Tuesday, 30 August 2011

Mogwai - Earth Division EP

The days of Mogwai being a fully fledged post-rock band have been long dead, probably since the release of glorious Mr Beast with its follow ups The Hawk Is Howling and Hardcore Will Never Die, But You Will, soaked in so many influences that Mogwai grew into a sound that fit their name only, a culmination of experience and talent.

The Earth Division EP continues on the ground that Mogwai have treaded lately. Opener ‘Get To France’ is a piano based track with underlying violin orchestration that nods towards operatic geniuses like Beethoven, rather than the rock and soundtrack influences that Mogwai wore on their sleeves previously. ‘Hound Of Winter’ is a slow melodic plucked guitar focused track with almost sighed vocals that plays its hand at some form of laidback folk. ‘Drunk and Crazy’ is the Mogwai that we would more expect today, a quick upbeat electronic bass line, with the band are at the height of their soundtrack prowess here, mixing rock sensibilities with an almost dance music feel before cutting back the swell to show off their orchestral talents once more. ‘Does This Always Happen’ is almost post-rock by numbers, a basic guitar melody repeated and repeated while clever instrumental touches are added behind and around it, and while it doesn’t reach a predictable crescendo, it does so to its benefit recalling the fantastic work that Mogwai created for The Fountain soundtrack.

The Earth Division EP shows why bands should be allowed to create their fifth, sixth, seventh, eighth album with Mogwai continuing to craft their own sound, a portrait of a mixture of genres. Post-rock bands watch out, these are the dizzying heights that you should all want to reach and with this EP, Mogwai are once again raising the bar higher.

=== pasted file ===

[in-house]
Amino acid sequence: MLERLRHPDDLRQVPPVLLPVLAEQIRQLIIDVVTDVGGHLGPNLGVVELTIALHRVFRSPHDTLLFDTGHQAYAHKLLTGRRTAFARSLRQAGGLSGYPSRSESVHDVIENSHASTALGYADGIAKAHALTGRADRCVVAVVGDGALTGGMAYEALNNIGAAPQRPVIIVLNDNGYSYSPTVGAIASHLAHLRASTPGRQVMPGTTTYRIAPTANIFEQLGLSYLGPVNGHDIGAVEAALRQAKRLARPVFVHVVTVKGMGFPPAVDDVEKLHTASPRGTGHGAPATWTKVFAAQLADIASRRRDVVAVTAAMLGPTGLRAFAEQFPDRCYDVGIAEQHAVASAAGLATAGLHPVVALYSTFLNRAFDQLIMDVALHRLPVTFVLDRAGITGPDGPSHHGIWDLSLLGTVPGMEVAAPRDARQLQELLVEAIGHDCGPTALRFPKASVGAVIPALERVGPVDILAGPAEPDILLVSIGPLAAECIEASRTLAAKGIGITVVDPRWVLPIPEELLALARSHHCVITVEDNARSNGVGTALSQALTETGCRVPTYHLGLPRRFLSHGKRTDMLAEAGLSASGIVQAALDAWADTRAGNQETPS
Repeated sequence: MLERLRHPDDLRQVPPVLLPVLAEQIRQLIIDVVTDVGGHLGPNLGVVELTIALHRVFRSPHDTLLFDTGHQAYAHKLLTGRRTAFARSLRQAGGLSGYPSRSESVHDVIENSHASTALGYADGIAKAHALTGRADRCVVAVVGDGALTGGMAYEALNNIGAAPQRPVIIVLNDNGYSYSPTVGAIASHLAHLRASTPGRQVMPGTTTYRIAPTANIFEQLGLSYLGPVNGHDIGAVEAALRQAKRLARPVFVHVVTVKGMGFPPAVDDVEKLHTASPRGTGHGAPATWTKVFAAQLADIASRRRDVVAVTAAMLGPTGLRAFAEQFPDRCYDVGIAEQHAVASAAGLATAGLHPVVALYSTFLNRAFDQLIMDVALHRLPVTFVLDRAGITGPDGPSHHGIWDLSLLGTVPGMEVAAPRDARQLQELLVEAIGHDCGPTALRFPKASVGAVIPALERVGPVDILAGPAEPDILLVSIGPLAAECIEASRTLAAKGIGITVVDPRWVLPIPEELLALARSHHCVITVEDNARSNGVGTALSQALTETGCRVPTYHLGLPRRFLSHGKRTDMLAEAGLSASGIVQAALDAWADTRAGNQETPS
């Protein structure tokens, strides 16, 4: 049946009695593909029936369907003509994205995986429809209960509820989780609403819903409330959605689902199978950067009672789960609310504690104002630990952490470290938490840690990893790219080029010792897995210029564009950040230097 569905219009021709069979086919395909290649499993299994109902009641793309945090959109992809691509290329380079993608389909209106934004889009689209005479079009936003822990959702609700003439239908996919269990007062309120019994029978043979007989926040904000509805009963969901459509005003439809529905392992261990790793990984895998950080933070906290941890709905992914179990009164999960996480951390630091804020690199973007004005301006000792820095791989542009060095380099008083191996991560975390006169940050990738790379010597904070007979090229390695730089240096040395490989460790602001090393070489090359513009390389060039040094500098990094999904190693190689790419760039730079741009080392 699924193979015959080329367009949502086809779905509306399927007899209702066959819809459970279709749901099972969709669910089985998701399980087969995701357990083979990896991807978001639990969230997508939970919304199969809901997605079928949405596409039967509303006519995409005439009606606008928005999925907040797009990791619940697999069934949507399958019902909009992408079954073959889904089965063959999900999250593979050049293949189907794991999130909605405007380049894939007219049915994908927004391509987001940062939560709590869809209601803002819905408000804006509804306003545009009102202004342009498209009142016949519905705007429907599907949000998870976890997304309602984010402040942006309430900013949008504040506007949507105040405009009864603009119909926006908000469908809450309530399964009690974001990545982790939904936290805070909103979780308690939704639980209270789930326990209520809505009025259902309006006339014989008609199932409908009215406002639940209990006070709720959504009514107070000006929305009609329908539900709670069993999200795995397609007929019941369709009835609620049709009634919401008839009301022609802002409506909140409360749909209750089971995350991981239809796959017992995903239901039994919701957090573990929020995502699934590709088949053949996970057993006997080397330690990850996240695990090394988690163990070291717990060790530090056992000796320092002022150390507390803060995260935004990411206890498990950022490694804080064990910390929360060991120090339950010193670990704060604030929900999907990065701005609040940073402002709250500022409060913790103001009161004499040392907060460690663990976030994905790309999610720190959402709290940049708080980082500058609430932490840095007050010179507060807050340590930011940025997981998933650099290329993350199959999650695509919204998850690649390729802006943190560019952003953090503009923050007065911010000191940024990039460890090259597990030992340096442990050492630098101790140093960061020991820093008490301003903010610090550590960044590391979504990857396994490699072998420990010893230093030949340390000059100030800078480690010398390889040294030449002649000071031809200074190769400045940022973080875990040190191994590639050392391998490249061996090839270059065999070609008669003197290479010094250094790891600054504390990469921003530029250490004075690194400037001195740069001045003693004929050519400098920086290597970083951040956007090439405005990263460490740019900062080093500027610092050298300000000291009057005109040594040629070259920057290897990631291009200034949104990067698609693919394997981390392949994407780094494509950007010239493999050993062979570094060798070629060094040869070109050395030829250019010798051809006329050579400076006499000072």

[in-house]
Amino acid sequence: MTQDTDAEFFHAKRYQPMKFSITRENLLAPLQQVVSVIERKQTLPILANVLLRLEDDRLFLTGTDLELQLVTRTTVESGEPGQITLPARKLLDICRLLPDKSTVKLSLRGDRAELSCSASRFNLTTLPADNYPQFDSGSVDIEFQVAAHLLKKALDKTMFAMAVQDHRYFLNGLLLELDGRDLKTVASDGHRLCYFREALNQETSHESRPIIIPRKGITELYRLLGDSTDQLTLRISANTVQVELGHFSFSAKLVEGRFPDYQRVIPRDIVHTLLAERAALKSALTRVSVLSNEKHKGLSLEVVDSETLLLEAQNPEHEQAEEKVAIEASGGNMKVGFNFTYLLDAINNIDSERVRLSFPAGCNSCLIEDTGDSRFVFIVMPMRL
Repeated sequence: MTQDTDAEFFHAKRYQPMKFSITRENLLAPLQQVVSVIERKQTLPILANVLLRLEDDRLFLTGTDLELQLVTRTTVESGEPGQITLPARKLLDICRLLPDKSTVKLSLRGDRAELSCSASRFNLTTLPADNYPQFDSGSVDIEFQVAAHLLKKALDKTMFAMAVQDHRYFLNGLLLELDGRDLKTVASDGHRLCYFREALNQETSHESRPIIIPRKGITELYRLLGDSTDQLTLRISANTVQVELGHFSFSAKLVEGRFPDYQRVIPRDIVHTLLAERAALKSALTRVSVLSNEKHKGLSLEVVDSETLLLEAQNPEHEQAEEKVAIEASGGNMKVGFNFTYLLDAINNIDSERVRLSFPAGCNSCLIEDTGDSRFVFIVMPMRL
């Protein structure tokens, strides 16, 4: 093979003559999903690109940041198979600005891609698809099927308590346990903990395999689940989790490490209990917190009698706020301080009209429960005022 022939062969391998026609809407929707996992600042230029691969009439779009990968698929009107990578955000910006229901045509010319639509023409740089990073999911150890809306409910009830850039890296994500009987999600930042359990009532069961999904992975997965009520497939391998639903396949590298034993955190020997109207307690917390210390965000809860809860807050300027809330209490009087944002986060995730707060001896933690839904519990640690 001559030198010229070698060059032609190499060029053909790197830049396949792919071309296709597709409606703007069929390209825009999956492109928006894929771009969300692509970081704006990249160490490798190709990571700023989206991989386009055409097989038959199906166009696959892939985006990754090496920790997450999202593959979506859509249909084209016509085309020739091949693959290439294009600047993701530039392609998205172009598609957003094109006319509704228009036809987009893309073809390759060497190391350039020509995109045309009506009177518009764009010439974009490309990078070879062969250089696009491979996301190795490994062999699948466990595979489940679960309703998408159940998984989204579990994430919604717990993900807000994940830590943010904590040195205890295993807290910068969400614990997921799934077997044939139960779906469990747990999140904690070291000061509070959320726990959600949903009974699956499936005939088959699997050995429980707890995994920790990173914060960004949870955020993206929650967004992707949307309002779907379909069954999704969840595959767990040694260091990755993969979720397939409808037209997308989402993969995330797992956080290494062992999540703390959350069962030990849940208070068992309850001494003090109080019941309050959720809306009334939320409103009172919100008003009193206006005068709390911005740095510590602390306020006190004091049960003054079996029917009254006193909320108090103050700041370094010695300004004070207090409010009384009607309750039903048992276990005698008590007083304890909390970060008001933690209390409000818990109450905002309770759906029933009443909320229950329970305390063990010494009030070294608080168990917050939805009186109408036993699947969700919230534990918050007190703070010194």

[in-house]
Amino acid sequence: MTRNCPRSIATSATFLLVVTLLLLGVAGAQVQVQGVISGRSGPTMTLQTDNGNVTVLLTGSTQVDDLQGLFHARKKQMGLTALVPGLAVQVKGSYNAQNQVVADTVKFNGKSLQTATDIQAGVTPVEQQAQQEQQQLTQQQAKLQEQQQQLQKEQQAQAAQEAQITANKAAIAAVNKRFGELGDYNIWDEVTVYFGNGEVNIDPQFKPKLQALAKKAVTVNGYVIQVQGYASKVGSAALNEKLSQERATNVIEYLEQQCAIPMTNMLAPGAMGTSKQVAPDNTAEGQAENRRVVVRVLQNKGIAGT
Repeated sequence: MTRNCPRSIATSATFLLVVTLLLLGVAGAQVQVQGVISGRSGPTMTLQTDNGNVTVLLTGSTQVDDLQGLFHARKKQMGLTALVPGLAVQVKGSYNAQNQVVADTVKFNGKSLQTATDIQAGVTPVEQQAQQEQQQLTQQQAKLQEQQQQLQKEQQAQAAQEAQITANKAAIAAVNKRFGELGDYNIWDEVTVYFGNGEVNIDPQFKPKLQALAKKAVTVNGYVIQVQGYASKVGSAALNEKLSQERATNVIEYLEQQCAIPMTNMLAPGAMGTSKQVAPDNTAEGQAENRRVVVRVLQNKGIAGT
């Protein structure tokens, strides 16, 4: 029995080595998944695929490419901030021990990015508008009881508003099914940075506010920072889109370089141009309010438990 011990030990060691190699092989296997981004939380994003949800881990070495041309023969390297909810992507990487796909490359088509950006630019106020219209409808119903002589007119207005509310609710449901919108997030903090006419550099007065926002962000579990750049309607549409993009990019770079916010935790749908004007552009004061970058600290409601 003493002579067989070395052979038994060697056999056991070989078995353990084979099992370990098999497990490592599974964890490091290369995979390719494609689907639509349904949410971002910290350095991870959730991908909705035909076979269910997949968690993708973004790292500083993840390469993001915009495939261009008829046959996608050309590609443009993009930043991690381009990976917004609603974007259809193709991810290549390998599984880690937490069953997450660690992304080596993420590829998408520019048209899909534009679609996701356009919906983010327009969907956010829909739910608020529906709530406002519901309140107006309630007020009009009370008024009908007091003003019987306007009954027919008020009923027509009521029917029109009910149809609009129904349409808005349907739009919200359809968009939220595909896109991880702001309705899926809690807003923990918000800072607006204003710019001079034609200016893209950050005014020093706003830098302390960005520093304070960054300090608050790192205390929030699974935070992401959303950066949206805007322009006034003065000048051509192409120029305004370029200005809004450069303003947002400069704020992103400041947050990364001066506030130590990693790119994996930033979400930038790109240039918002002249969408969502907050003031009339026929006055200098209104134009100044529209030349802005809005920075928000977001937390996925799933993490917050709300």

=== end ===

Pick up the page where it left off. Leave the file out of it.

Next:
4 / 5


Saturday, 20 August 2011

Fionn Regan - 100 Acres of Sycamore

Given the success of The End of History, the mercury award nominated album that saw Fionn Regan rise from the shadow of obscurity and into the limelight with the media spouting the usual "next Dylan" nonsense, it was almost inevitable that Regan would drop the ball on its follow up The Shadow of an Empire, and he did just that creating an album that marked a swift change, more electric and quicker in pace but losing Regans uncanny ability to pen a fantastically memorable lyric in the process. Regan's third album 100 Acres of Sycamore therefore is the perfect place for the record to be put straight and for Regan to get his foot back in the doorway of a room filled with the fantastic singer-songwriters around today.

100 Acres of Sycamore is a return to the sound that made Fionn such an unstoppable force from 2006 onwards. The album titled opener is full of atmosphere, a slow burner that broods with orchestration taking the forefront rather than the single bright guitar we would have seen from The End of History and while it isn't perhaps the horse out of the gate start to an album we would want, it is wonderful to listen to. Dogwood Blossom meanwhile harks back to the simple production that served Fionn well in the past with a beautifully contemplative acoustic guitar melody while vocally, there is just a slight hint of reverb that creates that spine tingling feeling that few can create these days. But they are just rare moments in an album that is too eager to just stay in first gear, while The End of History and even despite its flawed The Shadow of an Empire had personality, 100 Acres of Sycamore comes across as a dross, droney uninspired set of twelve songs that you would not expect from such a talent. Let us all hope for Fionn Regan's sake that his fans forgive such a dire excuse of a record.